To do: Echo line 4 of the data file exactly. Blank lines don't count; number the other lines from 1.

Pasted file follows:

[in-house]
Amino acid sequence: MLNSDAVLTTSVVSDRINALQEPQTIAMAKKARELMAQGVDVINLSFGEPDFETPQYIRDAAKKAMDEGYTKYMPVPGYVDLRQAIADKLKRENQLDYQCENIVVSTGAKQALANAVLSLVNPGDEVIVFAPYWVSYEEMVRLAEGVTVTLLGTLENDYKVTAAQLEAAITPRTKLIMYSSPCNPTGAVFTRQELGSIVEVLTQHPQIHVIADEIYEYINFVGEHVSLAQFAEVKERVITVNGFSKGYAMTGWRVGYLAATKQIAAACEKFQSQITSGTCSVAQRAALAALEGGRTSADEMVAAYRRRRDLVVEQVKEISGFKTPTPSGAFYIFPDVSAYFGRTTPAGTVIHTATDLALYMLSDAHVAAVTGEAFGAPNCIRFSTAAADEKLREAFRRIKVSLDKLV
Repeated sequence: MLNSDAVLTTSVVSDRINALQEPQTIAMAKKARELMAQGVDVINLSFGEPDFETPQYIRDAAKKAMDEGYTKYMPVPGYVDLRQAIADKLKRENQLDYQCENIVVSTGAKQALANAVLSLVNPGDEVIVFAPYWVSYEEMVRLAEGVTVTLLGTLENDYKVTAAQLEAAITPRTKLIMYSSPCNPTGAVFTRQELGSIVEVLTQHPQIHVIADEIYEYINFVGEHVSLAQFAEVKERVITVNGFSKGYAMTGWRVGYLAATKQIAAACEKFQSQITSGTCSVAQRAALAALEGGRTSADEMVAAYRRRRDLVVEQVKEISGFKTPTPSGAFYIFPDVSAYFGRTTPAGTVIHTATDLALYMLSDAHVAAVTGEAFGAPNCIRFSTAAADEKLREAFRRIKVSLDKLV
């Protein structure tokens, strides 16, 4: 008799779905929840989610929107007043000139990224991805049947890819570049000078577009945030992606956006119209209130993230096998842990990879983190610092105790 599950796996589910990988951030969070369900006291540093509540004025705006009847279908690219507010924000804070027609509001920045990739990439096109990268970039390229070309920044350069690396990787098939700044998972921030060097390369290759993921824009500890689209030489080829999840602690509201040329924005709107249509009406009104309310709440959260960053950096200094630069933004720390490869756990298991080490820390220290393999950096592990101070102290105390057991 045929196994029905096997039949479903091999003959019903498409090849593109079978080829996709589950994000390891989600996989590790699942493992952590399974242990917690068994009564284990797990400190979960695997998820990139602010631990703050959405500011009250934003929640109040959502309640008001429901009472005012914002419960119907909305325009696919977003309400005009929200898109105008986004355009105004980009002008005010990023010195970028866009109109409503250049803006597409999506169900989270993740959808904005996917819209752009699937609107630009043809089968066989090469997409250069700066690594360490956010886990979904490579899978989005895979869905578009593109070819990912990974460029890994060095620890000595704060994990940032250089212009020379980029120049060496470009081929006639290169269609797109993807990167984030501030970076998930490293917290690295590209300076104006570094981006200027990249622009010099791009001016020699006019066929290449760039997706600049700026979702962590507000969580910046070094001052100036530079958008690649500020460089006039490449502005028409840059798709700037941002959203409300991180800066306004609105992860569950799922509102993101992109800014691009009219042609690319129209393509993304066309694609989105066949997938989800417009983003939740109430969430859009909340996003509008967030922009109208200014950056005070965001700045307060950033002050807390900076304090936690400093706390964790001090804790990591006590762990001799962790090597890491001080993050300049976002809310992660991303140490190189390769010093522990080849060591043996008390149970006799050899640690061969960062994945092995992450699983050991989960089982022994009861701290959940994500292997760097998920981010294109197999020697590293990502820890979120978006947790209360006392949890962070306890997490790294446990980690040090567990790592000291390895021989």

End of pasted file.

């Protein structure tokens, strides 16, 4: 008799779905929840989610929107007043000139990224991805049947890819570049000078577009945030992606956006119209209130993230096998842990990879983190610092105790 599950796996589910990988951030969070369900006291540093509540004025705006009847279908690219507010924000804070027609509001920045990739990439096109990268970039390229070309920044350069690396990787098939700044998972921030060097390369290759993921824009500890689209030489080829999840602690509201040329924005709107249509009406009104309310709440959260960053950096200094630069933004720390490869756990298991080490820390220290393999950096592990101070102290105390057991 045929196994029905096997039949479903091999003959019903498409090849593109079978080829996709589950994000390891989600996989590790699942493992952590399974242990917690068994009564284990797990400190979960695997998820990139602010631990703050959405500011009250934003929640109040959502309640008001429901009472005012914002419960119907909305325009696919977003309400005009929200898109105008986004355009105004980009002008005010990023010195970028866009109109409503250049803006597409999506169900989270993740959808904005996917819209752009699937609107630009043809089968066989090469997409250069700066690594360490956010886990979904490579899978989005895979869905578009593109070819990912990974460029890994060095620890000595704060994990940032250089212009020379980029120049060496470009081929006639290169269609797109993807990167984030501030970076998930490293917290690295590209300076104006570094981006200027990249622009010099791009001016020699006019066929290449760039997706600049700026979702962590507000969580910046070094001052100036530079958008690649500020460089006039490449502005028409840059798709700037941002959203409300991180800066306004609105992860569950799922509102993101992109800014691009009219042609690319129209393509993304066309694609989105066949997938989800417009983003939740109430969430859009909340996003509008967030922009109208200014950056005070965001700045307060950033002050807390900076304090936690400093706390964790001090804790990591006590762990001799962790090597890491001080993050300049976002809310992660991303140490190189390769010093522990080849060591043996008390149970006799050899640690061969960062994945092995992450699983050991989960089982022994009861701290959940994500292997760097998920981010294109197999020697590293990502820890979120978006947790209360006392949890962070306890997490790294446990980690040090567990790592000291390895021989």